Tuesday, March 21

The CNMC plans to create a complaint channel against youtubers, tiktokers and streamers

The National Commission of Markets and Competition (CNMC) wants youtubers, tiktokers and streamers to stop working in a legal vacuum and that they can be denounced in case they comment on irregular practices. In an open public consultation this Monday, the regulator asks the sector to position itself on the possibility of being identified as “audiovisual communication service providers”, in order to increase the transparency of the activity of “these new agents in the market”.

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The agency explains that the time when the activity of this type of influencer was associated with amateur activities has been left behind. “These new audiovisual agents or vloggers they are professionalized and their contents (short, long, live or recorded videos) enjoy a notable presence in the audiovisual market from the point of view of consumption and advertising investment”, he justifies.

Irregularities such as surreptitious advertising are the order of the day in the content promoted by influencer accounts, especially those with tens of thousands of followers but without star status. The situation is the same for those that specifically target children. European consumer organizations have gone so far as to file massive complaints to Brussels to take action specifically against TikTok for “failing to protect children from misleading advertising and inappropriate content.”

In Spain, the new Audiovisual Law charges the CNMC with monitoring these influencers. The fact that their activity has so far passed under the radar of the institutions has meant that even obvious covert advertising campaigns go unpunished. This was the case, for example, with the operation orchestrated by a bookmaker in which the influencers pretended to have earned money in a short time betting on the Internet, without identifying that it was paid advertising or establishing age limits to prevent that advertising from reaching to minors.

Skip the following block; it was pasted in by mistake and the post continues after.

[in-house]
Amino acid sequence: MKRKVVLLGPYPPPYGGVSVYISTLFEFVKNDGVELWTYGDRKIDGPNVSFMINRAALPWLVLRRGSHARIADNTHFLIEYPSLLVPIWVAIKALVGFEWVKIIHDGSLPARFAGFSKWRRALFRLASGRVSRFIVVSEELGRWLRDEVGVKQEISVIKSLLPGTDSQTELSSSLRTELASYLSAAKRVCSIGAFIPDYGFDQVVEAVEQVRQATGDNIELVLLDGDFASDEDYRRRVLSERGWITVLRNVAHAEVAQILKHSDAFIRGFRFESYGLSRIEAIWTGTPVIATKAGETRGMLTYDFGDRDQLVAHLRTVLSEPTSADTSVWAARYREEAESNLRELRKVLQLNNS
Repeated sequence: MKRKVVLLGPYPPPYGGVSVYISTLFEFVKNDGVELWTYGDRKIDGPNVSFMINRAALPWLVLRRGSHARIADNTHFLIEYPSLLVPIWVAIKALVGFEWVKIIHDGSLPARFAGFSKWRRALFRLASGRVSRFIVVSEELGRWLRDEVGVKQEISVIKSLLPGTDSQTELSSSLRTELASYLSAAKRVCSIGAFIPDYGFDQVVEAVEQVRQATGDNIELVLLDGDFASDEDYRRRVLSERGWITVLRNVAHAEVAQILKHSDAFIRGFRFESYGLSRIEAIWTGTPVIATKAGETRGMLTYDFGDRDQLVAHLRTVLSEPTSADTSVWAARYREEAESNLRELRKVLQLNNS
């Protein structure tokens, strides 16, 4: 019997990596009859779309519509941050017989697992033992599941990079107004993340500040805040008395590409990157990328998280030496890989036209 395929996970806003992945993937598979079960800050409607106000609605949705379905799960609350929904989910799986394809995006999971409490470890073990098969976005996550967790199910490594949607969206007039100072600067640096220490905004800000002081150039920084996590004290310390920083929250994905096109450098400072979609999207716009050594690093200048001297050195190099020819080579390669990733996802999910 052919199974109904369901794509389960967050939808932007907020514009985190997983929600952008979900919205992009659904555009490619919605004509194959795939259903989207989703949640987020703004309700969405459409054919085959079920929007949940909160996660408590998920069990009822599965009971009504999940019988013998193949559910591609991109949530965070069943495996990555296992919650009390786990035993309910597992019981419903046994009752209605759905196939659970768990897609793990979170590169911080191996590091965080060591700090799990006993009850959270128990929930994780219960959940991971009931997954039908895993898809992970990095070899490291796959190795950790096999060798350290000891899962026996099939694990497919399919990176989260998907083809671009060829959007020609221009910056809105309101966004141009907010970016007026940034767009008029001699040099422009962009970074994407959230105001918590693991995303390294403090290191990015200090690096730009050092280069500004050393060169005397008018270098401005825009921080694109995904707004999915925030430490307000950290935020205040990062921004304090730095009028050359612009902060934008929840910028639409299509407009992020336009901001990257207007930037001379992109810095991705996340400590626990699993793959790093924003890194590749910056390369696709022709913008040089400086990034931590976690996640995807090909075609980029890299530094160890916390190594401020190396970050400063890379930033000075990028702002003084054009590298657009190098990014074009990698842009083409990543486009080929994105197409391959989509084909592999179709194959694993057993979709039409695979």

The public consultation of the CNMC aims to avoid this type of situation. “With this Communication, the sector will be able to have a greater understanding of the regulatory functions of the CNMC and the guarantees it protects. This knowledge will foreseeably facilitate the filing of complaints against practices that are not permitted,” says the regulator. A controversy that was fueled by the growing flight of youtubers and streamers to Andorra to save taxes.

traditional television networks have regularly complained for the deregulation of the activity of youtubers, tiktokers and streamers, whom they accuse of unfair competition for not being governed by the same rules as the rest of the audiovisual sector. The CNMC now invites the entire sector to take a position on this issue until March 1, when the public consultation period will end.